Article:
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Advanced maturation of human cardiac tissue grown from pluripotent stem cells

Naturevolume 556pages239243 (2018) | Download Citation

Abstract

Cardiac tissues generated from human induced pluripotent stem cells (iPSCs) can serve as platforms for patient-specific studies of physiology and disease1,2,3,4,5,6. However, the predictive power of these models is presently limited by the immature state of the cells1, 2, 5, 6. Here we show that this fundamental limitation can be overcome if cardiac tissues are formed from early-stage iPSC-derived cardiomyocytes soon after the initiation of spontaneous contractions and are subjected to physical conditioning with increasing intensity over time. After only four weeks of culture, for all iPSC lines studied, such tissues displayed adult-like gene expression profiles, remarkably organized ultrastructure, physiological sarcomere length (2.2 µm) and density of mitochondria (30%), the presence of transverse tubules, oxidative metabolism, a positive force–frequency relationship and functional calcium handling. Electromechanical properties developed more slowly and did not achieve the stage of maturity seen in adult human myocardium. Tissue maturity was necessary for achieving physiological responses to isoproterenol and recapitulating pathological hypertrophy, supporting the utility of this tissue model for studies of cardiac development and disease.

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Acknowledgements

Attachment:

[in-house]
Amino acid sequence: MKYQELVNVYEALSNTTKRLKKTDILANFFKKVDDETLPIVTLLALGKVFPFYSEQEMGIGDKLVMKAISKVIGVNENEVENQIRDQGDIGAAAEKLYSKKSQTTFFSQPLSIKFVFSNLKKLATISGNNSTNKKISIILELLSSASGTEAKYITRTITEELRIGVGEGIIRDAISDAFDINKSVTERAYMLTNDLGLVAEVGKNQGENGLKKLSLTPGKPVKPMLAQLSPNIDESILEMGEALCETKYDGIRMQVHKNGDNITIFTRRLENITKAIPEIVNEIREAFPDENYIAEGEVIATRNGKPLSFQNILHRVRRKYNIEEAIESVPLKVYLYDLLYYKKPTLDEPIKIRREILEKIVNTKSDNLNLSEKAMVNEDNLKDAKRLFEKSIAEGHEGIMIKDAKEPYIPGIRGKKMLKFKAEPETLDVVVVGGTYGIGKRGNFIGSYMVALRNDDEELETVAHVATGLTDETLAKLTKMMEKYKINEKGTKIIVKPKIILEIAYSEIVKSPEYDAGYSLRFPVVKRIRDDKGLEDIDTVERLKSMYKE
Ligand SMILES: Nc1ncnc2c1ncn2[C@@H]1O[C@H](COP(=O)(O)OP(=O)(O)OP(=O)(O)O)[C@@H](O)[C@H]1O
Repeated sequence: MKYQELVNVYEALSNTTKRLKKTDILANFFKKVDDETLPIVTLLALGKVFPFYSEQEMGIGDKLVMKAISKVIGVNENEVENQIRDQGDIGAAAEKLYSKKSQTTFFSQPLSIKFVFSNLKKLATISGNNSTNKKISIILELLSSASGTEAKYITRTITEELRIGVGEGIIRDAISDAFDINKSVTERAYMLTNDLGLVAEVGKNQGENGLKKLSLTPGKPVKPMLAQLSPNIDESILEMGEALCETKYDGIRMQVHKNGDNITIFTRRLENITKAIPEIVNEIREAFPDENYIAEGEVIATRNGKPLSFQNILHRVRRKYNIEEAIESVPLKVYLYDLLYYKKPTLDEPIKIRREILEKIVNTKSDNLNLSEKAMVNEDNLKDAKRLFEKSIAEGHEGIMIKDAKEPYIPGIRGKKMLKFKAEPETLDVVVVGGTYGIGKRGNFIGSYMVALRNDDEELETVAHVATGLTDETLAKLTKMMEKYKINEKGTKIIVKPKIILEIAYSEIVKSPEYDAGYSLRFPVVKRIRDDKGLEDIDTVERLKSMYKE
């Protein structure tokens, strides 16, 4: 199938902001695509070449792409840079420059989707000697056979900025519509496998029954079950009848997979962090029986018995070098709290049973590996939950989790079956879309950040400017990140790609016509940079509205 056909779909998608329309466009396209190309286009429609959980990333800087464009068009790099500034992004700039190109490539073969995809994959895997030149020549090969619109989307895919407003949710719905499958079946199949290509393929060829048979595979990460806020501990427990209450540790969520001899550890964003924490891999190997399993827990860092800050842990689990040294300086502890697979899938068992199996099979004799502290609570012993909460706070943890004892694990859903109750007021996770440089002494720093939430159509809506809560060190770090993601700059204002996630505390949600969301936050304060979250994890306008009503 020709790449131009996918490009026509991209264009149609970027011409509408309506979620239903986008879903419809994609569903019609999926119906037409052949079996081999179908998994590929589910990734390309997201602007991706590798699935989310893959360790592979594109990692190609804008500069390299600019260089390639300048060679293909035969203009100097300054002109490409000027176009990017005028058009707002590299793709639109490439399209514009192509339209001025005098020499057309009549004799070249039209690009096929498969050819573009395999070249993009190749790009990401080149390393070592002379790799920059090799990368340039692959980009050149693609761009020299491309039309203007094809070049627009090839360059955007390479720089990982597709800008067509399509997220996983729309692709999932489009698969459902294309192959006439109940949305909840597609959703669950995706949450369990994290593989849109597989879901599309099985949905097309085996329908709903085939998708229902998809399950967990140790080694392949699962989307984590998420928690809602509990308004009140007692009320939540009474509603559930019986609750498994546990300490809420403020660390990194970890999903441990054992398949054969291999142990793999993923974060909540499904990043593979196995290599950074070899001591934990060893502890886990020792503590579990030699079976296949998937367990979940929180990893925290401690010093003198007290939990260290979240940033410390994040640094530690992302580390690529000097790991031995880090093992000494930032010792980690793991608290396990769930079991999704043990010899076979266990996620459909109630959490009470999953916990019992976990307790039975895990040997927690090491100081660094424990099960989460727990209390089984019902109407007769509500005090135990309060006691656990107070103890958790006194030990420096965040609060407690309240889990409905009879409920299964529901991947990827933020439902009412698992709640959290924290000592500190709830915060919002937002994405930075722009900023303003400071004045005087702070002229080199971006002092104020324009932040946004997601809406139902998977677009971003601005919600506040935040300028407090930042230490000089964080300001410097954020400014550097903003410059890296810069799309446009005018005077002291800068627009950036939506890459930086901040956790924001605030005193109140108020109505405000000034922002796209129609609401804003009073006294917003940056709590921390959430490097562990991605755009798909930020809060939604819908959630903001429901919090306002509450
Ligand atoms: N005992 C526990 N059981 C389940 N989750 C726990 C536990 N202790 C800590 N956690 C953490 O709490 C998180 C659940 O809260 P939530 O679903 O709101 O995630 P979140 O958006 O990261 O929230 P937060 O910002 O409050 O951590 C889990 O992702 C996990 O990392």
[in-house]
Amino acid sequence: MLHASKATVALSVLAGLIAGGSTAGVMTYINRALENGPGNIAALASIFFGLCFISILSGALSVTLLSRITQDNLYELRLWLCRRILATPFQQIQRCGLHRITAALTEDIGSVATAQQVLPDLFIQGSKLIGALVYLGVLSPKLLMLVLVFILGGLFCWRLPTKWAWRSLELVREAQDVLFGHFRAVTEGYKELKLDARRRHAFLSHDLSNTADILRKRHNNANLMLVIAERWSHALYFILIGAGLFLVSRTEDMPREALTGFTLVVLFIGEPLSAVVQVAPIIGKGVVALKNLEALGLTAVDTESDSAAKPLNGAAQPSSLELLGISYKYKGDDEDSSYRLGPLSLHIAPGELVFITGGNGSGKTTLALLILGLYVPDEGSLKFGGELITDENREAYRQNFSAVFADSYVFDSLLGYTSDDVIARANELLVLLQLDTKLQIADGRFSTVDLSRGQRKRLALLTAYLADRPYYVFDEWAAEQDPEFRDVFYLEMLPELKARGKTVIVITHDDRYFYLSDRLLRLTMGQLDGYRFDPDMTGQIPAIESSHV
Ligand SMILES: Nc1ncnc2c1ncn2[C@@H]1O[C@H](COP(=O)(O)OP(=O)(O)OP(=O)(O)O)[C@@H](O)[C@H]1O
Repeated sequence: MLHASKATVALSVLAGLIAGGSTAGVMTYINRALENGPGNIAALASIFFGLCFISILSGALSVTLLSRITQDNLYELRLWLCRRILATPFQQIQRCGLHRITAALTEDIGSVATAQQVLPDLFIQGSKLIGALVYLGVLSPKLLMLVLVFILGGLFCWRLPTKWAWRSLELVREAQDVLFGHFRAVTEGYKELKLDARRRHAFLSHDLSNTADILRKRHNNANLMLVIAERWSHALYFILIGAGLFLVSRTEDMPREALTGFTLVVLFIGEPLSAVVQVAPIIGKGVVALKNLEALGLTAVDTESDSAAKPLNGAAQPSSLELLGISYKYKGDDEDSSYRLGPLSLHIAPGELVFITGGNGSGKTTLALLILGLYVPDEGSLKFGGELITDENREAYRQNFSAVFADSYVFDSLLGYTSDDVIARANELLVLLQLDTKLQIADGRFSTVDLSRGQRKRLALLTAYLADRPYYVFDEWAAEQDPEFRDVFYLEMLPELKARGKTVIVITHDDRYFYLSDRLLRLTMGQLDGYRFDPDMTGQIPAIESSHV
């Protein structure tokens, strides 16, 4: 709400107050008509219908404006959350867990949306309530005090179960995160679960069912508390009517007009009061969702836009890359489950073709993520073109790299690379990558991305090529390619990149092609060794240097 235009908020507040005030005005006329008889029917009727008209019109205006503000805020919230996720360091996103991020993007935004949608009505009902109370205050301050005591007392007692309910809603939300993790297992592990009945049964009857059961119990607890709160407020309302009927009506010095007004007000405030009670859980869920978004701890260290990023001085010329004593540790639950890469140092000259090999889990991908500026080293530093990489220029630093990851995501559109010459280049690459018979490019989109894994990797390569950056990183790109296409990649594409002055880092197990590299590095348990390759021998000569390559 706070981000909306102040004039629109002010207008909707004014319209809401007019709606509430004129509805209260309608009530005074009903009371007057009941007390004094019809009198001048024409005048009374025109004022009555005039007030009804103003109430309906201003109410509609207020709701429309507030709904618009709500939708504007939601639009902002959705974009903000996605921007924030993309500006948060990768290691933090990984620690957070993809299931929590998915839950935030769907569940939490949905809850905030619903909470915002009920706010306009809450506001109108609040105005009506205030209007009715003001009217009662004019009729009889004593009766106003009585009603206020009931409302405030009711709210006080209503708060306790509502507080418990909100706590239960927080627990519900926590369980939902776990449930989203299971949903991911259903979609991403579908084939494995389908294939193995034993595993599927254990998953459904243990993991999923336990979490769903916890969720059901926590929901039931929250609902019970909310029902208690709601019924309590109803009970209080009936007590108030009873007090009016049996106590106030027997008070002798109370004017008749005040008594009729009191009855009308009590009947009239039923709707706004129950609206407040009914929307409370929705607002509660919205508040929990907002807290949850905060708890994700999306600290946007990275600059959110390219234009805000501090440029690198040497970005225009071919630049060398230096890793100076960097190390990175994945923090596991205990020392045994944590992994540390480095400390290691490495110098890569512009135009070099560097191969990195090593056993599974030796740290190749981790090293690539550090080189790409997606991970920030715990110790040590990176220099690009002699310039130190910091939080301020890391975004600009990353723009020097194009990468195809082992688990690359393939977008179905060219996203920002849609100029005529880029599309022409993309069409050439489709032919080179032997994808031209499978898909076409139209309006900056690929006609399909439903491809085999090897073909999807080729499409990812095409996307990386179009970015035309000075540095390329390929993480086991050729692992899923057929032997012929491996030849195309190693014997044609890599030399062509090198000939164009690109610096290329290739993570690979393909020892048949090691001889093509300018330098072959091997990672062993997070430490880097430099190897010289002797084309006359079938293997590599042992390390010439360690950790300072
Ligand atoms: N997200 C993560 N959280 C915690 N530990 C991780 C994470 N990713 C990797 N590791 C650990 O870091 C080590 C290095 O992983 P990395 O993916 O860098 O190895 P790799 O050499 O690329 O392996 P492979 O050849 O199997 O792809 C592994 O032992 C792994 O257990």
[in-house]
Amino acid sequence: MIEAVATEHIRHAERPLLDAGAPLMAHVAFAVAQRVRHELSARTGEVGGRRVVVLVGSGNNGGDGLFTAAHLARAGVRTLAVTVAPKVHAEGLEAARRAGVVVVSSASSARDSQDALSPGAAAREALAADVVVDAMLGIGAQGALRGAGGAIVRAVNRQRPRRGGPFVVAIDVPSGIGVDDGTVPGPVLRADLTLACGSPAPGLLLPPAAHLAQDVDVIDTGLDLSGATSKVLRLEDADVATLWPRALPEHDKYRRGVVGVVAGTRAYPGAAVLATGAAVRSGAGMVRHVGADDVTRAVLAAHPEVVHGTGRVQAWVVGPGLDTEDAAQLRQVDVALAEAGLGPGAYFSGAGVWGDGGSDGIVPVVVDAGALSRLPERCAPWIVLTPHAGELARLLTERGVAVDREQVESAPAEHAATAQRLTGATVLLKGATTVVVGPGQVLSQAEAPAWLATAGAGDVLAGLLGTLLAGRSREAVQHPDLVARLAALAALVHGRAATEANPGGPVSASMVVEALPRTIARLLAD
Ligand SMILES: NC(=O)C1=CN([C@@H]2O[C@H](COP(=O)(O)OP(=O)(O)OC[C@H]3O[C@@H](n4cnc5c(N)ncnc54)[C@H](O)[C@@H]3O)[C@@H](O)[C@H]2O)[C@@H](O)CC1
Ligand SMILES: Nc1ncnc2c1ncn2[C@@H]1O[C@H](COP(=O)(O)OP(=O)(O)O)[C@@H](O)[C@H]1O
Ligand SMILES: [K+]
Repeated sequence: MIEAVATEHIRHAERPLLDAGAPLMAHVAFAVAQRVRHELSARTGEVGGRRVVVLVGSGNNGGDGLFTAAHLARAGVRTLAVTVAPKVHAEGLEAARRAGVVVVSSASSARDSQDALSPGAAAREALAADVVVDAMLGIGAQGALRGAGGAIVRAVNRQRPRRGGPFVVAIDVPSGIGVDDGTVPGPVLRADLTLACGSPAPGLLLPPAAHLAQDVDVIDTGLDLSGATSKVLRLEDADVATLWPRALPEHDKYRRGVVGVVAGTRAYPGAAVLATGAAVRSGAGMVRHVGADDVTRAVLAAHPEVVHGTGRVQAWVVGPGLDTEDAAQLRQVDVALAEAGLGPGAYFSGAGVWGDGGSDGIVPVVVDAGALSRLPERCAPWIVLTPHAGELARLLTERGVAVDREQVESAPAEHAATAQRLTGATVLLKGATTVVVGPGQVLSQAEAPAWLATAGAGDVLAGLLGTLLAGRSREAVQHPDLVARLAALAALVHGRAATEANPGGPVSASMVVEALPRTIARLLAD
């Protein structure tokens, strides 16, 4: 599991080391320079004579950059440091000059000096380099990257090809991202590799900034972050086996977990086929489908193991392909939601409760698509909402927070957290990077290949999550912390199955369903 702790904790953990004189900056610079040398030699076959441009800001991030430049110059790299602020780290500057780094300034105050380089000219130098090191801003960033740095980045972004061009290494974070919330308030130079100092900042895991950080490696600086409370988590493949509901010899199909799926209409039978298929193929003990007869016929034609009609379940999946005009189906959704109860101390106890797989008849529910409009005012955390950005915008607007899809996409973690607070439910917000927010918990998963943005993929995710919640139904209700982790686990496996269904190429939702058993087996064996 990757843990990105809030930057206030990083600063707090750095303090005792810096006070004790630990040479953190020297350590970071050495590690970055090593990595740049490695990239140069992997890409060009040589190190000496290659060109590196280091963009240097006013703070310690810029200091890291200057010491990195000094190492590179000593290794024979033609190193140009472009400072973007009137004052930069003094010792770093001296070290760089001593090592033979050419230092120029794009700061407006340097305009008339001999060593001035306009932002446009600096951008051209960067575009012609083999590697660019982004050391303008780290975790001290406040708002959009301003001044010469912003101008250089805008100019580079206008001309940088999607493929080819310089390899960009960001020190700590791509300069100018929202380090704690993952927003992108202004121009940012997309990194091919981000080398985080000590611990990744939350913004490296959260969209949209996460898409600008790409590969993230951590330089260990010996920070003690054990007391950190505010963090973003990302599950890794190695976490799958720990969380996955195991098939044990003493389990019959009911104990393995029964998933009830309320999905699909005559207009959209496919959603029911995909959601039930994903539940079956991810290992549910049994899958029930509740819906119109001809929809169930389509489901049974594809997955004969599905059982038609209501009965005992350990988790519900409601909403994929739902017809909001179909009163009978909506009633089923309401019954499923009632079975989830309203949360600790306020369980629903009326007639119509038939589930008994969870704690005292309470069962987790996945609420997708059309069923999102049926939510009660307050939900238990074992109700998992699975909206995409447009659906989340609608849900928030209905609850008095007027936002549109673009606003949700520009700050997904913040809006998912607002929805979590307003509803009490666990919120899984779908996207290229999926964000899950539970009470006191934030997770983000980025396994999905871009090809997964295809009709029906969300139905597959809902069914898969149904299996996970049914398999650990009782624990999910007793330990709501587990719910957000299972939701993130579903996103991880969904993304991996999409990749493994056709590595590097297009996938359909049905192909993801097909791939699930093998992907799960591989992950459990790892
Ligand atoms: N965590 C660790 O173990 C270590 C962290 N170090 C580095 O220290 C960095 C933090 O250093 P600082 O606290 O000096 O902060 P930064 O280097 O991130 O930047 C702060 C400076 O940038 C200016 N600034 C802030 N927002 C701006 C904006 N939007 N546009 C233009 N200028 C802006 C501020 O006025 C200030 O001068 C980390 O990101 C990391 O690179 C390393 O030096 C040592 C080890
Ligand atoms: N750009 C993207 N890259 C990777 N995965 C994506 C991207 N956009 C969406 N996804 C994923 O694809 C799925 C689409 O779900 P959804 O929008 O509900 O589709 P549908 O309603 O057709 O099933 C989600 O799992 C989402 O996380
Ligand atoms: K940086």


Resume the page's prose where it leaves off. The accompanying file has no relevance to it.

The authors acknowledge funding support from the National Institutes of Health of the USA (NIBIB and NCATS grant EB17103 (G.V.-N.); NIBIB, NCATS, NIAMS, NIDCR and NIEHS grant EB025765 (G.V.-N.); NHLBI grants HL076485 (G.V.-N.) and HL138486 (M.Y.); Columbia University MD/PhD program (S.P.M., T.C.); University of Minho MD/PhD program (D.T.); Japan Society for the Promotion of Science fellowship (K.M.); and Columbia University Stem Cell Initiative (D.S., L.S., M.Y.). We thank S. Duncan and B. Conklin for providing human iPSCs, M. B. Bouchard for assistance with image and video analysis, and L. Cohen-Gould for transmission electron microscopy services.

Reviewer information

Nature thanks T. Kamp and the other anonymous reviewer(s) for their contribution to the peer review of this work.

Author information

Affiliations

  1. Laboratory for Stem Cells and Tissue Engineering, Department of Biomedical Engineering, Columbia University, New York, NY, USA

    • Kacey Ronaldson-Bouchard
    • , Stephen P. Ma
    • , Keith Yeager
    • , Timothy Chen
    • , Dario Sirabella
    • , Diogo Teles
    •  & Gordana Vunjak-Novakovic
  2. Department of Rehabilitation and Regenerative Medicine, Department of Pharmacology, College of Physicians and Surgeons, Columbia University, New York, NY, USA

    • LouJin Song
    • , Kumi Morikawa
    •  & Masayuki Yazawa
  3. Life and Health Sciences Research Institute (ICVS), School of Medicine, University of Minho, Braga, Portugal

    • Diogo Teles
  4. ICVS/3B’s, PT Government Associate Laboratory, Braga–Guimarães, Portugal

    • Diogo Teles
  5. Department of Medicine, Columbia University, New York, NY, USA

    • Gordana Vunjak-Novakovic

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Contributions

K.R.-B. and G.V.-N. designed the study. K.R.-B., K.Y. and G.V.-N. designed the tissue culture platform. K.R.-B., S.P.M., T.C. and D.T. cultured all tissue types with different stimulation conditions, and performed real-time and end-point assessments of tissue properties (including gene expression, histomorphology, ultrastructure, distributions of cardiac proteins, contractile behaviour and calcium handling). K.R.-B., S.P.M., T.C. and D.T. independently replicated the entire process of tissue cultivation and assessment. D.S. and L.S. expanded iPSCs and derived cardiomyocytes. K.R.-B. performed immunostaining for the presence of T-tubules. M.Y., K.M. and L.S. conducted single-cell dissociation and electrophysiology experiments. K.R.-B., S.P.M., T.C., M.Y. and G.V.-N. interpreted data and wrote the manuscript.